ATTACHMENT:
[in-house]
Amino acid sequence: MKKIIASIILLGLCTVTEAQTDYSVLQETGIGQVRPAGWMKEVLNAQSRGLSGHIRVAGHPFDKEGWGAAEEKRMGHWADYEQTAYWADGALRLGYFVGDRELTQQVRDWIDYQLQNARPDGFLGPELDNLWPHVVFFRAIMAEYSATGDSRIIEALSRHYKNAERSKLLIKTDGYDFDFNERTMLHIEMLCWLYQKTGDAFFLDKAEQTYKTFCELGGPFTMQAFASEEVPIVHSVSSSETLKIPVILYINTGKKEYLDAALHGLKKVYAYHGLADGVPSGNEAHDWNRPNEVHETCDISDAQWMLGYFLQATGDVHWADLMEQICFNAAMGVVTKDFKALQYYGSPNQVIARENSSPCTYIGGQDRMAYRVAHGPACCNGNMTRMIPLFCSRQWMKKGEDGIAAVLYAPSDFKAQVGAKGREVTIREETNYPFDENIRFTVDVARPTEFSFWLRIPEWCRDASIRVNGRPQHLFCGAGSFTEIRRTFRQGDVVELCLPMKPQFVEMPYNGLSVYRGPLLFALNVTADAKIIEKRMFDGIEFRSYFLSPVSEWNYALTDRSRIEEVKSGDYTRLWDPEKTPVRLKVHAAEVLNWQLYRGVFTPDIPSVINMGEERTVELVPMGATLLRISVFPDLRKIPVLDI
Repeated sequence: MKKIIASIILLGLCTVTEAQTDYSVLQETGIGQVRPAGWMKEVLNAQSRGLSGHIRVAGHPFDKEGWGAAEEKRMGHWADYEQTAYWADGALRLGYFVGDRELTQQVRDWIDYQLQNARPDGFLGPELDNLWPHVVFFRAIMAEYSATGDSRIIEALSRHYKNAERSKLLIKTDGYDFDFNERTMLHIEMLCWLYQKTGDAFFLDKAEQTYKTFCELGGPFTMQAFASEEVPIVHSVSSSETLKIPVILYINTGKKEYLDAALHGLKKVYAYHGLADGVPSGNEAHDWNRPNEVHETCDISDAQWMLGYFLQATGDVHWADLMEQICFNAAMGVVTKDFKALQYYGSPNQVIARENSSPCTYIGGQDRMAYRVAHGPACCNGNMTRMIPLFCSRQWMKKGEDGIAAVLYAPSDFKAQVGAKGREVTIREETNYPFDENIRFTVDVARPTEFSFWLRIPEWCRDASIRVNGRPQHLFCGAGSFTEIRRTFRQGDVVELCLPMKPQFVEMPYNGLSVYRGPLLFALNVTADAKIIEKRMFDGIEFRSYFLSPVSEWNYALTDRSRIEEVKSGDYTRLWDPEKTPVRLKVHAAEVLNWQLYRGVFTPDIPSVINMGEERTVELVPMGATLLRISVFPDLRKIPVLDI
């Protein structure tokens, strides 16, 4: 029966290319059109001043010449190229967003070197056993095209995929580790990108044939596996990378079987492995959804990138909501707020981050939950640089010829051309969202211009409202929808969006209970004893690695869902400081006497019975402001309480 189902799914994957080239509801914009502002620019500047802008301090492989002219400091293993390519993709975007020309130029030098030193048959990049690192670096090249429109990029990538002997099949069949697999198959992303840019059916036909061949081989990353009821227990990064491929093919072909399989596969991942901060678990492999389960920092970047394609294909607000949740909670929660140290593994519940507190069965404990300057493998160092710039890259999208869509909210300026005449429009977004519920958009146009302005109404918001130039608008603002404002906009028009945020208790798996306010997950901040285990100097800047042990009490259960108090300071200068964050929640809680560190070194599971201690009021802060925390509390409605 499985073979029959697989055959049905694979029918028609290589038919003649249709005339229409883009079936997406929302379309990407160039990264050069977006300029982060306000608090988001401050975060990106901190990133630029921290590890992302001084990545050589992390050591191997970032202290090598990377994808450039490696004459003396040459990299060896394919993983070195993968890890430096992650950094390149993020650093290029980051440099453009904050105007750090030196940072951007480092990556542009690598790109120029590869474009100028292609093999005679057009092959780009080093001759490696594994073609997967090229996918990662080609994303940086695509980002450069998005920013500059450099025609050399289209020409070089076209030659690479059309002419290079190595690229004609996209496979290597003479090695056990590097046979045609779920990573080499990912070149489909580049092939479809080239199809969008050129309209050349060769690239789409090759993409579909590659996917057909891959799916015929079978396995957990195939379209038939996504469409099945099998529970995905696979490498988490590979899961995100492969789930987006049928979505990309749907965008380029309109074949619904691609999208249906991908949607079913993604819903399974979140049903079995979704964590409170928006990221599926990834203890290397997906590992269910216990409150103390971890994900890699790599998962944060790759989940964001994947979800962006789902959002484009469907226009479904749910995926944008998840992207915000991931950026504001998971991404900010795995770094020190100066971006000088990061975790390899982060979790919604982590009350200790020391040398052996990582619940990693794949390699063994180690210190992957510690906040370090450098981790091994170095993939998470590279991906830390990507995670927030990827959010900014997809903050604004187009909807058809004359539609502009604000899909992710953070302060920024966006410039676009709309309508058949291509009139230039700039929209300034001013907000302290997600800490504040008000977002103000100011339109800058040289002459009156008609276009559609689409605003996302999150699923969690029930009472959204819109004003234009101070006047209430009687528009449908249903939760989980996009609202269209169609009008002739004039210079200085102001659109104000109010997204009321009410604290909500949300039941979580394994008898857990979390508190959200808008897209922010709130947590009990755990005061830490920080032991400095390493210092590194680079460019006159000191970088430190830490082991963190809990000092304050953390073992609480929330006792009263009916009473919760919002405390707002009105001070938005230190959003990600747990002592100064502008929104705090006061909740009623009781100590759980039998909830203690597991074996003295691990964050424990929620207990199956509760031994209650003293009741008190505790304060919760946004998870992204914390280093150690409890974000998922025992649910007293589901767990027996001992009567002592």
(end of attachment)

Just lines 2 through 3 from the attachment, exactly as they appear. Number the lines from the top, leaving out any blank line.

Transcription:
Amino acid sequence: MKKIIASIILLGLCTVTEAQTDYSVLQETGIGQVRPAGWMKEVLNAQSRGLSGHIRVAGHPFDKEGWGAAEEKRMGHWADYEQTAYWADGALRLGYFVGDRELTQQVRDWIDYQLQNARPDGFLGPELDNLWPHVVFFRAIMAEYSATGDSRIIEALSRHYKNAERSKLLIKTDGYDFDFNERTMLHIEMLCWLYQKTGDAFFLDKAEQTYKTFCELGGPFTMQAFASEEVPIVHSVSSSETLKIPVILYINTGKKEYLDAALHGLKKVYAYHGLADGVPSGNEAHDWNRPNEVHETCDISDAQWMLGYFLQATGDVHWADLMEQICFNAAMGVVTKDFKALQYYGSPNQVIARENSSPCTYIGGQDRMAYRVAHGPACCNGNMTRMIPLFCSRQWMKKGEDGIAAVLYAPSDFKAQVGAKGREVTIREETNYPFDENIRFTVDVARPTEFSFWLRIPEWCRDASIRVNGRPQHLFCGAGSFTEIRRTFRQGDVVELCLPMKPQFVEMPYNGLSVYRGPLLFALNVTADAKIIEKRMFDGIEFRSYFLSPVSEWNYALTDRSRIEEVKSGDYTRLWDPEKTPVRLKVHAAEVLNWQLYRGVFTPDIPSVINMGEERTVELVPMGATLLRISVFPDLRKIPVLDI
Repeated sequence: MKKIIASIILLGLCTVTEAQTDYSVLQETGIGQVRPAGWMKEVLNAQSRGLSGHIRVAGHPFDKEGWGAAEEKRMGHWADYEQTAYWADGALRLGYFVGDRELTQQVRDWIDYQLQNARPDGFLGPELDNLWPHVVFFRAIMAEYSATGDSRIIEALSRHYKNAERSKLLIKTDGYDFDFNERTMLHIEMLCWLYQKTGDAFFLDKAEQTYKTFCELGGPFTMQAFASEEVPIVHSVSSSETLKIPVILYINTGKKEYLDAALHGLKKVYAYHGLADGVPSGNEAHDWNRPNEVHETCDISDAQWMLGYFLQATGDVHWADLMEQICFNAAMGVVTKDFKALQYYGSPNQVIARENSSPCTYIGGQDRMAYRVAHGPACCNGNMTRMIPLFCSRQWMKKGEDGIAAVLYAPSDFKAQVGAKGREVTIREETNYPFDENIRFTVDVARPTEFSFWLRIPEWCRDASIRVNGRPQHLFCGAGSFTEIRRTFRQGDVVELCLPMKPQFVEMPYNGLSVYRGPLLFALNVTADAKIIEKRMFDGIEFRSYFLSPVSEWNYALTDRSRIEEVKSGDYTRLWDPEKTPVRLKVHAAEVLNWQLYRGVFTPDIPSVINMGEERTVELVPMGATLLRISVFPDLRKIPVLDI